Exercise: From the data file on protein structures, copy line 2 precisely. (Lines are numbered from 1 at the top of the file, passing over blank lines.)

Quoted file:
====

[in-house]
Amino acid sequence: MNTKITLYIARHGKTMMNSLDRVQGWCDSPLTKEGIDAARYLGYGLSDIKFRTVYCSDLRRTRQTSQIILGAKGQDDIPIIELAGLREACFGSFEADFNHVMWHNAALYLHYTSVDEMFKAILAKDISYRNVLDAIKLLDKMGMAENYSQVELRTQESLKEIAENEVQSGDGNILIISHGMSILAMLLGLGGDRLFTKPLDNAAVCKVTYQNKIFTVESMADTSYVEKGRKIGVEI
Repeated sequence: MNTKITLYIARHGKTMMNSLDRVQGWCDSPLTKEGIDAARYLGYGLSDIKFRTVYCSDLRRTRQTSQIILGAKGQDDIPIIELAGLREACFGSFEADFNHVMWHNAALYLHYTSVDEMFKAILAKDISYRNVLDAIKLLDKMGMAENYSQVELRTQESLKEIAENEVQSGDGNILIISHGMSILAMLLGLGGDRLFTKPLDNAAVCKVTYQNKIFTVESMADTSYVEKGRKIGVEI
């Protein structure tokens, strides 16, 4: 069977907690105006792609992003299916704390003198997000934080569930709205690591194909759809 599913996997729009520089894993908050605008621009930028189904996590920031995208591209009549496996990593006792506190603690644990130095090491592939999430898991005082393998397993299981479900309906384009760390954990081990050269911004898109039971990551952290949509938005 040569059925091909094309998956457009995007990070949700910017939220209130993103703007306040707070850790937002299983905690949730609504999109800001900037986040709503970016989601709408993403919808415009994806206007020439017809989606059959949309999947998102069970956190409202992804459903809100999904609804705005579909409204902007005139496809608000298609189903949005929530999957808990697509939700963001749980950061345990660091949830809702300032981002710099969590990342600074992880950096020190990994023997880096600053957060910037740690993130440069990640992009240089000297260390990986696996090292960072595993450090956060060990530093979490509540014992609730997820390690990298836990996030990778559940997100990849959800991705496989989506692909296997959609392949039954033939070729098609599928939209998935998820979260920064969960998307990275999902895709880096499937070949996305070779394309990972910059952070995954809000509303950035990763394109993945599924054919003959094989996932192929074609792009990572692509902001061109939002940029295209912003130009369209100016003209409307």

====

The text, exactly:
Amino acid sequence: MNTKITLYIARHGKTMMNSLDRVQGWCDSPLTKEGIDAARYLGYGLSDIKFRTVYCSDLRRTRQTSQIILGAKGQDDIPIIELAGLREACFGSFEADFNHVMWHNAALYLHYTSVDEMFKAILAKDISYRNVLDAIKLLDKMGMAENYSQVELRTQESLKEIAENEVQSGDGNILIISHGMSILAMLLGLGGDRLFTKPLDNAAVCKVTYQNKIFTVESMADTSYVEKGRKIGVEI